What is bunion surgery?
Bunion surgery is done to reduce the pain and correct the deformity caused by a bunion. A bunion (hallux valgus) is an enlargement of the bone or tissue around a joint at the base of the big toe or at the base of the little toe. This one is called a “bunionette” or “tailor’s bunion.” Bunions often form when the joint is stressed over a prolonged period. Most bunions form in women, primarily because women may be more likely to wear tight, pointed, and confining shoes. Bunions may be inherited as a family trait. Bunions may also result from arthritis. This often affects the big toe joint.
The type of surgical procedure performed depends on the severity of the bunion, your age, general health, activity level, and the condition of the bones and connective tissue. Other factors may influence the choice of a procedure used:
- Mild bunion. For this type of surgery, the surgeon may remove the enlarged portion of bone and realign the muscles, tendons, and ligaments surrounding the joint.
- Moderate bunion. For a moderate bunion, the surgeon may cut the bone and shift it to its proper position. Whether or not the bone is cut depends on the severity and location of the deformity. In addition, the surrounding tendons and ligaments may need to be repositioned.
- Severe bunion. For a severe bunion, surgery may involve removing the enlarged portion of the bone, cutting and realigning the bone, and correcting the position of the tendons and ligaments.
- Arthritic bunion or big toe joint. If the joint is damaged beyond repair, as is often seen in arthritis, it may need to be fused. This allows the bones to heal together and eliminate movement and pain. Occasionally, joint replacement implants may be used in the reconstruction of the big toe joint.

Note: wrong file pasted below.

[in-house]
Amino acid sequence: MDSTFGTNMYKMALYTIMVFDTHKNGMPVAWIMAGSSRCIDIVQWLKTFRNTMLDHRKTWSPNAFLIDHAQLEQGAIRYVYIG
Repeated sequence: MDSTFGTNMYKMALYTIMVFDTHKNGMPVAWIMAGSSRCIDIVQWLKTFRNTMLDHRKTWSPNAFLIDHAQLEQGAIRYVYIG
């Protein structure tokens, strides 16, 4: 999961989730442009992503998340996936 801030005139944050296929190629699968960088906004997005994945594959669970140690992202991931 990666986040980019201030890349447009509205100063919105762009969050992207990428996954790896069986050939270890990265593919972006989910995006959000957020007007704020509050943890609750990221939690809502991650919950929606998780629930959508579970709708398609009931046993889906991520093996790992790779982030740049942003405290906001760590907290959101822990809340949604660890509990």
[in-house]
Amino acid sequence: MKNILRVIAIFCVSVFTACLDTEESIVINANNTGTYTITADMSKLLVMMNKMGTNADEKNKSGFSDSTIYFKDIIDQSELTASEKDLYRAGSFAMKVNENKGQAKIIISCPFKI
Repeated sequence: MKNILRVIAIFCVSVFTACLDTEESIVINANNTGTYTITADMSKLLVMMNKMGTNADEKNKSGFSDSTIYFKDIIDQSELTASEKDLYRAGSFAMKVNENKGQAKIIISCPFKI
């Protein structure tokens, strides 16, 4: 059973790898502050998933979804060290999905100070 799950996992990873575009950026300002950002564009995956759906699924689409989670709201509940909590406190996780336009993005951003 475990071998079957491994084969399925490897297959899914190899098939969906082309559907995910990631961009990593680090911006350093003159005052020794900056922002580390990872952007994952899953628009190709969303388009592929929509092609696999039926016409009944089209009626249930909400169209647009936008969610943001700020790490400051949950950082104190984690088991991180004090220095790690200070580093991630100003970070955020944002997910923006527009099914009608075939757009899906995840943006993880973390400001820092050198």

What are the risks of bunion surgery?
As with any surgical procedure, complications can happen. Some possible complications may include:
- Delayed healing
Other complications may include recurrence of the bunion, nerve damage, and continued pain. The surgery may also result in overcorrection of the problem, in which the big toe extends away from the other toes.
What happens during bunion surgery?
Bunion surgery may be done on an outpatient basis or rarely as part of your stay in a hospital. Procedures may vary depending on your condition and your healthcare provider’s practices.
Most bunion surgery is performed under ankle block anesthesia, in which your foot is numb, but you are awake. Occasionally, general or spinal anesthesia is used.
In general, the common goals of most bunion surgeries include:
- Realigning the metatarsophalangeal (MTP) joint at the base of the big toe
- Relieving pain
- Correcting the deformity of the bones making up the toe and foot
Because bunions vary in shape and size, there are different surgical procedures performed to correct them. In most cases, bunion surgery includes correcting the alignment of the bone and repairing the soft tissues around the big toe.
Book Your Appointment Today
We welcome your questions Do you have questions regarding your own situation? Do you actually want to resolve your problem and not just temporarily cover up the pain?